perl bug with pos() and placing matches in an array?

Discussion in 'Perl Misc' started by t13_e@yahoo.com, Mar 16, 2005.

  1. Guest

    For this code:

    $x1 = "abcdefgh";

    if(@vars = ($x1 =~ m/(b)/g))
    {
    $p = pos $x1;
    print "pos is $p\n";
    }

    $x2 = "abcdefgh";

    if($x2 =~ m/(b)/g)
    {
    $p = pos $x2;
    print "pos is $p\n";
    }

    The following is displayed using perl v5.8.4:

    pos is
    pos is 2


    Does someone know why pos is returning '' for the first regexp, and the
    correct value, 2, for the second?

    Thanks,

    Tim
    , Mar 16, 2005
    #1
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  2. wrote in news:1111011457.955716.49950
    @f14g2000cwb.googlegroups.com:

    Subject: perl bug with pos() and placing matches in an array?

    As I have pointed out many times before, it never fails to astonish me
    when people automatically assume there is a "bug" as opposed to
    realizing that they may be missing something.

    > For this code:
    >
    > $x1 = "abcdefgh";
    >
    > if(@vars = ($x1 =~ m/(b)/g))
    > {
    > $p = pos $x1;
    > print "pos is $p\n";
    > }


    See perldoc perlop:

    m/PATTERN/cgimosx
    /PATTERN/cgimosx
    ....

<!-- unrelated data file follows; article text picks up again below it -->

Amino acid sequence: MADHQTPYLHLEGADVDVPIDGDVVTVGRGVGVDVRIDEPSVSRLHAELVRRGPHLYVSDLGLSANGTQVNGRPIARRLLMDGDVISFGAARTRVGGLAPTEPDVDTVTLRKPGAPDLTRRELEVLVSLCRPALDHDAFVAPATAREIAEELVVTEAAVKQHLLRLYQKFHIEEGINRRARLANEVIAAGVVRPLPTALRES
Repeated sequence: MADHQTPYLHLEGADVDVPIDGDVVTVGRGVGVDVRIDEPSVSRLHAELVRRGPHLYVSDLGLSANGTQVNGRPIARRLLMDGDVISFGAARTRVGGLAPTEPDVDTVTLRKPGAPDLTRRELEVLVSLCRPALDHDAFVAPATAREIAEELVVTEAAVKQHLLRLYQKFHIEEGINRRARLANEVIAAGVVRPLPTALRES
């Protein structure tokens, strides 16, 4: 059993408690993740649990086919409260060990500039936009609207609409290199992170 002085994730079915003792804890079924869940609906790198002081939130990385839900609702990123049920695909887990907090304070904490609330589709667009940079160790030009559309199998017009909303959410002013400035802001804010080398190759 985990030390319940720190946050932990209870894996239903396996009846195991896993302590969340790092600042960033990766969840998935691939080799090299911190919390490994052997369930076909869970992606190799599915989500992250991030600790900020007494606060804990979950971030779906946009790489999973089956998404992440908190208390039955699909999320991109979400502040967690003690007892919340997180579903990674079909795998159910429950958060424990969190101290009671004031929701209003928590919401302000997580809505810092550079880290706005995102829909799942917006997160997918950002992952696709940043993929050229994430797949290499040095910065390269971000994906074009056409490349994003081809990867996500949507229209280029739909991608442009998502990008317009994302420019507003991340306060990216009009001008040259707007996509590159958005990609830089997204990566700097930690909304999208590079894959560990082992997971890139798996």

Options are:
    c Do not reset search position on a failed match when /g is
    in effect.

    ....

    The "/g" modifier specifies global pattern matching--that is,
    matching as many times as possible within the string.

    Hence, by the time of the call to pos above, the match will have failed,
    and therefore the search position will have been reset (because you did
    not use the c option.

    D:\Home\asu1> cat v.pl

    use strict;
    use warnings;

    my $x1 = "abcdefgh";

    if(my @vars = ($x1 =~ m/(b)/cg)) {
    my $p = pos $x1;
    print "pos is $p\n";
    }

    my $x2 = "abcdefgh";

    if($x2 =~ m/(b)/g) {
    my $p = pos $x2;
    print "pos is $p\n";
    }
    __END__

    D:\Home\asu1> v
    pos is 2
    pos is 2

    You will become much better at programming if you first assume that you
    might, just might, be making a mistake instead of being convinced that
    there is a bug in something someone else did every time things don't
    work in line with your expectations.

    Sinan

    Sinan
    A. Sinan Unur, Mar 16, 2005
    #2
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  3. Guest

    I see... sorry, I was assuming that "@vars = $x =~ m/(a)/" worked the
    same as "@vars = $x =~ m/(a)/g", except that the /g would enable me to
    get the position of the match.

    I'm trying to do a single match, place the submatches in an array, and
    at the same time finding the position of the match. I don't want to
    use $1,$2,$3, etc... since the regexp is dynamic and created at
    runtime. Do you have any idea of how to accomplish this without using
    "length &`"?

    Thanks,

    Tim
    , Mar 16, 2005
    #3
  4. wrote in news:1111017413.199762.176700
    @g14g2000cwa.googlegroups.com: